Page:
Battery Cages are used in the manufacture of eggs across Canada, and British Columbia is no different.
Battery cages measure approximately 20” deep by 24” wide (51cm x 61cm) with a height of 14" (35cm). They have sloping wire floors and provide a a barren floor space of between 432 cm and 483 cm squared per bird (Canadian Agrifood Research Council, 2003), with five to seven birds confined in each cage.
They have been criticized by animal welfare organizations and scientists throughout the world. Battery cages represent one of the worst manifestations of industrial farming. Yet in 2003, according to Agriculture and Agri-food Canada statistics, 26 million egg-laying hens were kept in battery cages in Canada.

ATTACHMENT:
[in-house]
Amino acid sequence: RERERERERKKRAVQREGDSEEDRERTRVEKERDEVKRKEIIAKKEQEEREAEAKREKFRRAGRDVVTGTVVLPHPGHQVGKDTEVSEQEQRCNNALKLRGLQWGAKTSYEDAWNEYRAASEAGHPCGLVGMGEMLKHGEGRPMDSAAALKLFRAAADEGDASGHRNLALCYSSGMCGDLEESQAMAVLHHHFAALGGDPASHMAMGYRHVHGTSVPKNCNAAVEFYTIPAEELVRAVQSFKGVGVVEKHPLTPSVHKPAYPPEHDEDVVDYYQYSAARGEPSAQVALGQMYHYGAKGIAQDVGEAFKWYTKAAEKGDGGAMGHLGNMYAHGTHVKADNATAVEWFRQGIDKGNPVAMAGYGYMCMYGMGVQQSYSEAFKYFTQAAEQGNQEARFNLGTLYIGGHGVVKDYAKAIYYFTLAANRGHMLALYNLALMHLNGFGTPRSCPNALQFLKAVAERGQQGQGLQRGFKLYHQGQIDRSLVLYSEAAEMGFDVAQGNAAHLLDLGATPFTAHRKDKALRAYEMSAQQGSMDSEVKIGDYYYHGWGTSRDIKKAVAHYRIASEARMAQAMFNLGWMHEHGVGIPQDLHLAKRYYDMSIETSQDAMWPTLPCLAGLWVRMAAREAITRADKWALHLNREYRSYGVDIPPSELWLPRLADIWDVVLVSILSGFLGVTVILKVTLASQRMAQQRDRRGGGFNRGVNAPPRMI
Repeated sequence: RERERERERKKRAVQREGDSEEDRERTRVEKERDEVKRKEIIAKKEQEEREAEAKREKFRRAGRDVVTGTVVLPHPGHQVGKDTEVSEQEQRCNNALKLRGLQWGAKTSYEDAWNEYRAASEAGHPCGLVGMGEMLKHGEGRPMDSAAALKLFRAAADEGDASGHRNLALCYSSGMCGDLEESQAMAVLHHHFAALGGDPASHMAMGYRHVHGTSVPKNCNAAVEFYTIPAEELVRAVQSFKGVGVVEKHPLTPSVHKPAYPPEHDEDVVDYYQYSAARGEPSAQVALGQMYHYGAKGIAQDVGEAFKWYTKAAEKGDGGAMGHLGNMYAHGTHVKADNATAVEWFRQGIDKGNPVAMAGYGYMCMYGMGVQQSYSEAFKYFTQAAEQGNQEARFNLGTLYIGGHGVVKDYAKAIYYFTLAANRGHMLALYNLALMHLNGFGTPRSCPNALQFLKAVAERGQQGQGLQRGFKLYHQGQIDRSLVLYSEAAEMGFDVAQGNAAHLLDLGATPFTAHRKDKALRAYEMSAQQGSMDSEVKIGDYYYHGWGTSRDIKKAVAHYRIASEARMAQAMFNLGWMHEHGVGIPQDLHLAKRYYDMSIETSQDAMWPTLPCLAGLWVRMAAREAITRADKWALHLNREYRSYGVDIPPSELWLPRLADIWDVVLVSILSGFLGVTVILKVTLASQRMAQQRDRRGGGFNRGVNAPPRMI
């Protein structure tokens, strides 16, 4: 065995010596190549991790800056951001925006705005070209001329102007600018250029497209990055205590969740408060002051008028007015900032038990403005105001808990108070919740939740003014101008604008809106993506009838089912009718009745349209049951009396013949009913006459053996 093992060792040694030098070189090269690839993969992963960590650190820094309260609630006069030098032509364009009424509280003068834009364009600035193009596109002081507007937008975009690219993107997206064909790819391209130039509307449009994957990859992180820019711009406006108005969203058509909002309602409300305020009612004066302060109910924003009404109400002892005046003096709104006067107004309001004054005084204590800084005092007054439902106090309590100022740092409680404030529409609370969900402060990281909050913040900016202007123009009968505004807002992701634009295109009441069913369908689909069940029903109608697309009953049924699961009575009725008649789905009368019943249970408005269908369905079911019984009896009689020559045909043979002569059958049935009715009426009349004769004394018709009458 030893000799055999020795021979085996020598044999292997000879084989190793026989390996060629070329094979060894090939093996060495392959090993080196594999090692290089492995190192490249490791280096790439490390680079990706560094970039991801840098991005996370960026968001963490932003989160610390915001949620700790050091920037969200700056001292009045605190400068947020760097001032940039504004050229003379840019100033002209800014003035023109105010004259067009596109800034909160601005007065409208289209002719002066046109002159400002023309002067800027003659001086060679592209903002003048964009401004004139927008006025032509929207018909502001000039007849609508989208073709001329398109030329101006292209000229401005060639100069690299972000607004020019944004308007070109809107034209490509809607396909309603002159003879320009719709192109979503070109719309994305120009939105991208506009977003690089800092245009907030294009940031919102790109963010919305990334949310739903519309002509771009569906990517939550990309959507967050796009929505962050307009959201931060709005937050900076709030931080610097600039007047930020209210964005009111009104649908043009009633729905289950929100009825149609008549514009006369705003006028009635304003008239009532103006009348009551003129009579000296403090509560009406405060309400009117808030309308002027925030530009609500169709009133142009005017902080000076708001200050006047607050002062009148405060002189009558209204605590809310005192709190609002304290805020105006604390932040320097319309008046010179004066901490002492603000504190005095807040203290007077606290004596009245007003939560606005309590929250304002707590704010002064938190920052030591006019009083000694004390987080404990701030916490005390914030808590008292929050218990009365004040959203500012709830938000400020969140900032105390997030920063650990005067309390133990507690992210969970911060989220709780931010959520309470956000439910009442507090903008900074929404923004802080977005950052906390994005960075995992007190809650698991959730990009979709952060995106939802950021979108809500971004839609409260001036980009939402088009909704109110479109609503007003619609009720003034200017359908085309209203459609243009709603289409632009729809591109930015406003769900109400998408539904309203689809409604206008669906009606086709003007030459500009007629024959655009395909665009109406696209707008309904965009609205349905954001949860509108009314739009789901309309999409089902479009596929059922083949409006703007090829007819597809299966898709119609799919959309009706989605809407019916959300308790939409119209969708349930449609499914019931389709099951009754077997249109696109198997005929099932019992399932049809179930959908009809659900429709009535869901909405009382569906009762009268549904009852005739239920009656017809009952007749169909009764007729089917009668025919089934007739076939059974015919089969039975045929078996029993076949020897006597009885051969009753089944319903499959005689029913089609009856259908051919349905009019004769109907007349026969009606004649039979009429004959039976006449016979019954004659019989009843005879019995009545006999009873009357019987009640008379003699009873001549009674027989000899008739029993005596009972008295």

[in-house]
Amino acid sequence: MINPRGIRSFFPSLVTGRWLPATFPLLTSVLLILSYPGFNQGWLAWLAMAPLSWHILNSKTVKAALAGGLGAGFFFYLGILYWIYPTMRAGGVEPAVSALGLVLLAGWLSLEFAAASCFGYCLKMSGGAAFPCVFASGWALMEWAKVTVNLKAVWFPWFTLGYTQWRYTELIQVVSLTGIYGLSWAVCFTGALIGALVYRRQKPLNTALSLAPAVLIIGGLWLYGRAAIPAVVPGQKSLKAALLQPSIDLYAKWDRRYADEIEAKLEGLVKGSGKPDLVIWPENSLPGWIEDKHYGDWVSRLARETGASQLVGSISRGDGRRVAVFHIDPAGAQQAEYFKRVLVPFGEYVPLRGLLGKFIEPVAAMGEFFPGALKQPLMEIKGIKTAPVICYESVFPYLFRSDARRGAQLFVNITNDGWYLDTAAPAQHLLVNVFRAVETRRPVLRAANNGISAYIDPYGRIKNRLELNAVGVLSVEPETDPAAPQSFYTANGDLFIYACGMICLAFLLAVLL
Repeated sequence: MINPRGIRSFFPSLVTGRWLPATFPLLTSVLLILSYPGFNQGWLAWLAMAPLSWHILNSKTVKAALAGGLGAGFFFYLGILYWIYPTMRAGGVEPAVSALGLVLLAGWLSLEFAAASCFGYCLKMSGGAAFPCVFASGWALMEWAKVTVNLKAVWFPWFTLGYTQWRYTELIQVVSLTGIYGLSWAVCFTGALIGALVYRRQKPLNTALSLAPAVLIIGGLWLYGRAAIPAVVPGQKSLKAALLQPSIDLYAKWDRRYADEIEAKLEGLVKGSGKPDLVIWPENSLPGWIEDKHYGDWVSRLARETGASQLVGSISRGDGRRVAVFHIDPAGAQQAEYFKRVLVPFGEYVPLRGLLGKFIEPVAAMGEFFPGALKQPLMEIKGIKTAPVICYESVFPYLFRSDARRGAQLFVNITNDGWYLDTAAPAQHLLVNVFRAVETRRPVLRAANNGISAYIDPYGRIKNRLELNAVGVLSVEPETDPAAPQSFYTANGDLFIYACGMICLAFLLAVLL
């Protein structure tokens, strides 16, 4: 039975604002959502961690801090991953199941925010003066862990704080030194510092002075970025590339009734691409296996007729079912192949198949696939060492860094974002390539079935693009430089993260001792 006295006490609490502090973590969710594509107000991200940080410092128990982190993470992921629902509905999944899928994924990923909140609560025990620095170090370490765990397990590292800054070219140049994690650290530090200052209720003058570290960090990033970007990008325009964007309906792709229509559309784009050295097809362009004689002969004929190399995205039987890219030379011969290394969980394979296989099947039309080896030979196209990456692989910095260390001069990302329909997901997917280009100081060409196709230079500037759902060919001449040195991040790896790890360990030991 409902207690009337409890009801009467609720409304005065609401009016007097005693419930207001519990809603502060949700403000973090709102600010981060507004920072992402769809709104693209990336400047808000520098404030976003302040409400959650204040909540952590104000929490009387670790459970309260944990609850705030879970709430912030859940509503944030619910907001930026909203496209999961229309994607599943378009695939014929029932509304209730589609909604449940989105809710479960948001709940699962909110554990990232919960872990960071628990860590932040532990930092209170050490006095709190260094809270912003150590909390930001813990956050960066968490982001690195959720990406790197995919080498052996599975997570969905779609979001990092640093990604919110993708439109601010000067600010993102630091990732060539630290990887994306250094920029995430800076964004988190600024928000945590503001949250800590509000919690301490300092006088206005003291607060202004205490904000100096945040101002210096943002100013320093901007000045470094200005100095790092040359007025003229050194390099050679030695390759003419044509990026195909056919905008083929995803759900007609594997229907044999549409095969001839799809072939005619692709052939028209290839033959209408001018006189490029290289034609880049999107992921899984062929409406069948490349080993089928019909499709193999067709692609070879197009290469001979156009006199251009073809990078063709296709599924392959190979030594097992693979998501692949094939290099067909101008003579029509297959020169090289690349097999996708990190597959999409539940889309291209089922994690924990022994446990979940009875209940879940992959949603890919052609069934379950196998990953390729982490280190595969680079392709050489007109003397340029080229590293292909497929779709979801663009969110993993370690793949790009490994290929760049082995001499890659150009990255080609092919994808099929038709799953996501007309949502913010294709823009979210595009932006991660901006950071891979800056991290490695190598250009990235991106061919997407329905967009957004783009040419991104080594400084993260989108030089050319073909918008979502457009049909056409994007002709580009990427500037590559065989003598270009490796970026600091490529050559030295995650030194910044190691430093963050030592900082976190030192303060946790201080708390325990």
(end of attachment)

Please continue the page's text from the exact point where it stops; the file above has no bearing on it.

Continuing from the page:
As a result of the intensive confinement, the birds usually have their beaks cut to control aggressive pecking among cagemates. Conditions such as osteoporosis, foot ailments, frustration, and premature death are common among battery hens. These birds spend about a year in battery cages (for a total of 16 to 18 months if they have also been reared in cages) or until their productivity declines. They are then slaughtered and used for chicken by-products or compost.
To download the most recent Vancouver Humane Society report (PDF) on battery egg farms, click here.